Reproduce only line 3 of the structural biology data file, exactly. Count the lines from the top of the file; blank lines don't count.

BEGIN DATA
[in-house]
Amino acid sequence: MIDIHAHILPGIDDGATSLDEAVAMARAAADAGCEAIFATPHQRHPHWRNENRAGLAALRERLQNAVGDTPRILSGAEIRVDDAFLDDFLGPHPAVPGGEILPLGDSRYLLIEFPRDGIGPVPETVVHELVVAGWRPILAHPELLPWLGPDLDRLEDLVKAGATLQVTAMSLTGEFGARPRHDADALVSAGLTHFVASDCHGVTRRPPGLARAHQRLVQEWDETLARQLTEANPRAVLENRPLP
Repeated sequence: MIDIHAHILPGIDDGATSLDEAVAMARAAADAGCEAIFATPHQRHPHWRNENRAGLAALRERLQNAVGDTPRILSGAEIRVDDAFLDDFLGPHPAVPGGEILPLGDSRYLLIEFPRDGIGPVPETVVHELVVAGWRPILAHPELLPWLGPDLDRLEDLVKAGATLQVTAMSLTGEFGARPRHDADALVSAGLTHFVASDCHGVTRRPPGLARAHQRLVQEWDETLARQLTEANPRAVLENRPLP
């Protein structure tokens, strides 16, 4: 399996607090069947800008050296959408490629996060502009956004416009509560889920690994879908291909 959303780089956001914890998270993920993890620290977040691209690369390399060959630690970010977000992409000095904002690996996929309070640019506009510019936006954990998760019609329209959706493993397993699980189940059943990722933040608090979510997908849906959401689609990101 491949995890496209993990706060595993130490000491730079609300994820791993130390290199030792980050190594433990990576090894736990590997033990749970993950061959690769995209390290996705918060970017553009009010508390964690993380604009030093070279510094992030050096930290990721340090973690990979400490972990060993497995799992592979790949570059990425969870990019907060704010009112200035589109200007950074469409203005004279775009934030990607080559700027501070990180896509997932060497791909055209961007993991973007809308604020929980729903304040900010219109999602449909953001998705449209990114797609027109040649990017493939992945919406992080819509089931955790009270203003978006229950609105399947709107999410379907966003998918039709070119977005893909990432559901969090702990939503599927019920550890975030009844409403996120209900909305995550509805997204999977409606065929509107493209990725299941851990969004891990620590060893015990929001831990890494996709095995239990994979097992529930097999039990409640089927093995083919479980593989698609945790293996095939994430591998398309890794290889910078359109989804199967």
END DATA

Repeated sequence: MIDIHAHILPGIDDGATSLDEAVAMARAAADAGCEAIFATPHQRHPHWRNENRAGLAALRERLQNAVGDTPRILSGAEIRVDDAFLDDFLGPHPAVPGGEILPLGDSRYLLIEFPRDGIGPVPETVVHELVVAGWRPILAHPELLPWLGPDLDRLEDLVKAGATLQVTAMSLTGEFGARPRHDADALVSAGLTHFVASDCHGVTRRPPGLARAHQRLVQEWDETLARQLTEANPRAVLENRPLP